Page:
The handkerchief was my late father’s. He died in 2000 and I started carrying his handkerchiefs then. They’re built to last and my guess is I’ll die with them intact.

Eagle Creek Wallet
Eagle Creek doesn’t make my wallet anymore and I’m glad I bought a few of them which should last me a while. I like their designs, and they stand behind their packs, luggage and accessories.

None of this stuff is very fancy or high end but it has served me well for many years. My guess is the object in this picture that’s worth the most money is the rainbow colored Apple keychain fob that I’ve had since the early 1980′s.

2000 Quotations by Women

I’ve been collecting quotations for years and figured I’d put my collections online for others to use as they wish. Enjoy these quotations, use the comment form to share any quotations by women you don’t find here.

I want to have children, but my friends scare me. One of my friends told me she was in labor for 36 hours. I don’t even want to do anything that feels GOOD for 36 hours.
- Rita Rudner

In life as in the dance: Grace glides on blistered feet.
- Alice Abrams

Prejudice squints when it looks, and lies when it talks.
- Duchess de Abrantes

Our struggle today is not to have a female Einstein get appointed as an assistant professor. It is for a woman schlemiel to get as quickly promoted as a male schlemiel.
- Bella Abzug

All the men on my staff can type.
- Bella Abzug

I prefer the word “homemaker” because “housewife” always implies that there may be a wife someplace else.
- Bella Abzug

Congress is a middle-aged, middle-class, white male power structure… no wonder it’s been so totally unresponsive to the needs of this country.
- Bella Abzug

I began wearing hats as a young lawyer because it helped me to establish my professional identity. Before that, whenever I was at a meeting, someone would ask me to get coffee–they assumed I was a secretary.
- Bella Abzug

Time wounds all heels.
- Jane Ace

The chickens have come home to roast.
- Jane Ace

Continue reading

Reuters Retracts Icelandic Volcano Photo

Reuters Retracts Icelandic Volcano Photo

This is a fascinating story. This is the comment I made in the thread at PetaPixel:

I think most of us can agree that a DSLR is doing some processing before the image gets written to the card and how a photographer sets things up will determine how little or much is done. There is no “turn off all in-camera processing” as all DSLRs process the image that coms off the sensor in some way, even RAW files.

Maybe pointing the finger at processing or post processing is a mistake, let’s just let photo editors decide what they want and leave it at that. If they want a more conservative look or they want an amped up look, that’s their decision.

As photographers we know that even if we attempt to take and process images that, to the best of our ability channel reality, we all have different eyes and a different sense of what “real” is so it’s subjective all the way down.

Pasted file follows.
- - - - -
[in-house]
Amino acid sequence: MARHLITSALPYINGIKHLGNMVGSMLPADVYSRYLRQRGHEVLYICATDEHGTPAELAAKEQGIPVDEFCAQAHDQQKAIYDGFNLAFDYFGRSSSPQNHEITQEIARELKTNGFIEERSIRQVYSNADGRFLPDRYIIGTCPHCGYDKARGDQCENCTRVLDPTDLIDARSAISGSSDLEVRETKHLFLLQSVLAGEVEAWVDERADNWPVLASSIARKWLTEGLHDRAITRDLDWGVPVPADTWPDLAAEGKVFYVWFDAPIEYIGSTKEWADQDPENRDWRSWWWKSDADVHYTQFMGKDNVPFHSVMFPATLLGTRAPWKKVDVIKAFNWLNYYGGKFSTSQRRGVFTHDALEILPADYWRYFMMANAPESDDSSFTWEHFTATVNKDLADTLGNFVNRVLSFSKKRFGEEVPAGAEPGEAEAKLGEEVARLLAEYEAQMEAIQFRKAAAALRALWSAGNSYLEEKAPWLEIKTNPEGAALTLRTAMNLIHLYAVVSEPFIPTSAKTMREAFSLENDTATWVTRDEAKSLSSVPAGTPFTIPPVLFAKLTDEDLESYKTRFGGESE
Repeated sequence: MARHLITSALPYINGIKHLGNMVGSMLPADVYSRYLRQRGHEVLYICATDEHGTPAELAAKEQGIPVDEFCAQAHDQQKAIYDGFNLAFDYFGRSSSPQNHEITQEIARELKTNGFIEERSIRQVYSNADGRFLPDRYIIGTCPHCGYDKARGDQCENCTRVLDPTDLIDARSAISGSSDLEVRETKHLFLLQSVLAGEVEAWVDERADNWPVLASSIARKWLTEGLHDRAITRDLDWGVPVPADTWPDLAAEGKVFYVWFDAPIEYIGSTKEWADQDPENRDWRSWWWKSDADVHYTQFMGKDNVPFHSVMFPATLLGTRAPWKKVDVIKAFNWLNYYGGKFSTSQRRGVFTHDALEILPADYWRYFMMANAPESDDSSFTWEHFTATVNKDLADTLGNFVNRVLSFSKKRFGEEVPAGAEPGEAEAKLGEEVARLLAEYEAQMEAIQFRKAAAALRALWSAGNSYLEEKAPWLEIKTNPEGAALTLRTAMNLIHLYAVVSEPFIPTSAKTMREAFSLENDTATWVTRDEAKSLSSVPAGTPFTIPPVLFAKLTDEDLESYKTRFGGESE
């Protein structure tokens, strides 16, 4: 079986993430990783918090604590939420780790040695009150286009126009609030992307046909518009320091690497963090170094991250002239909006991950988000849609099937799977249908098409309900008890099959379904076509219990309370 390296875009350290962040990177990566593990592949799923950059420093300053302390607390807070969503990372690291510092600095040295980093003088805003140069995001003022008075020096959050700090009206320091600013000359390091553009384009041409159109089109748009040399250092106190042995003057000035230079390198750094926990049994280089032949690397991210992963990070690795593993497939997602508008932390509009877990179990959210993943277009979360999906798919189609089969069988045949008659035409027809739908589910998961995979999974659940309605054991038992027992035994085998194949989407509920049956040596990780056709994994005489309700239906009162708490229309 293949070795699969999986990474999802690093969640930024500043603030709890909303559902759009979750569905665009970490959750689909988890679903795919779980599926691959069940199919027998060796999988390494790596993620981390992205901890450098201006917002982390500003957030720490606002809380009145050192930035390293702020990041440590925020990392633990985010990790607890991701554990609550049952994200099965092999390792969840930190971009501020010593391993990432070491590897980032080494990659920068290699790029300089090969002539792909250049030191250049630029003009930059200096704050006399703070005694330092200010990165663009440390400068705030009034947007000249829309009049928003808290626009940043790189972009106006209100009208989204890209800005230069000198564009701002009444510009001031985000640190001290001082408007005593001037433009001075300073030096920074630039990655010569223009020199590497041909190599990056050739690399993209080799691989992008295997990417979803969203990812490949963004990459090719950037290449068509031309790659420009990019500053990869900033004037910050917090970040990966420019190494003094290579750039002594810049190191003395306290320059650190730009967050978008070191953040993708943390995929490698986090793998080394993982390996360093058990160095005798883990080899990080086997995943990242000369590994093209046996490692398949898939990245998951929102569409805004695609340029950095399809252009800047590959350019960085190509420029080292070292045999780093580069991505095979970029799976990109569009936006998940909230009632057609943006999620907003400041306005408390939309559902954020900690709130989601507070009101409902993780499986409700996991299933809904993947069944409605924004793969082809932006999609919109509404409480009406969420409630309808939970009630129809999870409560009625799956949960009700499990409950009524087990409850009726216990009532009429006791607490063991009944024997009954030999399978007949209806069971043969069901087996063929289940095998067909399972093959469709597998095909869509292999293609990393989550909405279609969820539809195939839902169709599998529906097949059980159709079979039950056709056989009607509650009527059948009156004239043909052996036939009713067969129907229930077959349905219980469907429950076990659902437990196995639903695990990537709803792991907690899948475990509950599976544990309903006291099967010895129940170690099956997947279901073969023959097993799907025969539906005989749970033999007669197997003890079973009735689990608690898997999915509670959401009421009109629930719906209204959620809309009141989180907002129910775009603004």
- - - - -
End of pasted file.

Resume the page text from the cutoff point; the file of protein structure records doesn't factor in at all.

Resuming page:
As is said above, Ansel Adams put a red filter on to make Half Dome look more dramatic, and it worked. As one who’s spent a lot of time both in front of and on Half Dome, I can assure you that while I love the Adams image, it’s not the way Half Done looks to most if not all human eyes. Again, great image, but a Reuters photo editor might rightly reject it.

This remains a fascinating topic that has been “discussed” for years and will continue to be discussed for many years to come.

A Moment in Time

A Moment in Time

This New York Times Lens blog assignment is simple: they want us to document a moment in time all over the planet and submit the images we take to them for publication.

Take a picture on Sunday, May 2 at 15:00 hours U.T.C which is the same as Greenwich Mean Time (11:00 am EST, etc.). Follow the link above which has more detail.

This was their first mention of this project: A Timely Global Mosaic, Created by All of Us. Read through it for more detail if you plan to participate in this.

This will no doubt be more interactive and inclusive than projects like A Day in the Life of Africa where 100 professional photographers documented all corners of Africa for a single day. However, the organizer and producer of that series is Rick Smolan, a professional photographer who has done numerous similar projects and may be the “father” of the inclusive snapshot in time idea.

Benjamin Franklin Quotations

I’ve been collecting quotations for years and figured I’d put my collections online for others to use as they wish. Enjoy these quotations, use the comment form to share any Franklin quotations you don’t find here.

More on Benjamin Franklin:

We must all hang together, or most assuredly we shall all hang separately.
- Benjamin Franklin

One of the greatest tragedies of life is the murder of a beautiful theory by a gang of brutal facts.
- Benjamin Franklin

There is no kind of dishonesty into which otherwise good people more easily and frequently fall than that of defrauding the government.
- Benjamin Franklin

Whatever is begun in anger ends in shame.
- Benjamin Franklin

If you would persuade, you must appeal to interest rather than intellect.
- Benjamin Franklin

If you think education is expensive, try ignorance.
- Benjamin Franklin

Clean your finger before you point at my spots.
- Benjamin Franklin

He that lieth down with dogs shall rise up with fleas.
- Benjamin Franklin

Keep your eyes wide open before marriage, half shut afterwards.
- Benjamin Franklin

He that falls in love with himself, will have no rivals.
- Benjamin Franklin

Continue reading

Should Kids Be Bribed to Do Well in School?

Should Kids Be Bribed to Do Well in School?

In junior high school, one of my classmates had a TV addiction — back before it was normal. This boy — we’ll call him Ethan — was an encyclopedia of vacuous content, from The A-Team to Who’s the Boss?

Then one day Ethan’s mother made him a bold offer. If he could go a full month without watching any TV, she would give him $200. None of us thought he could do it. But Ethan quit TV, just like that. His friends offered to let him cheat at their houses on Friday nights (Miami Vice nights!). Ethan said no.

One month later, Ethan’s mom paid him $200. He went out and bought a TV, the biggest one he could find.

This is a fascinating piece by Amanda Ripley for Time Magazine about the work of Harvard economist named Roland Fryer Jr. who’s done studies of this in numerous US cities. The results aren’t what you might think and the piece is worth reading.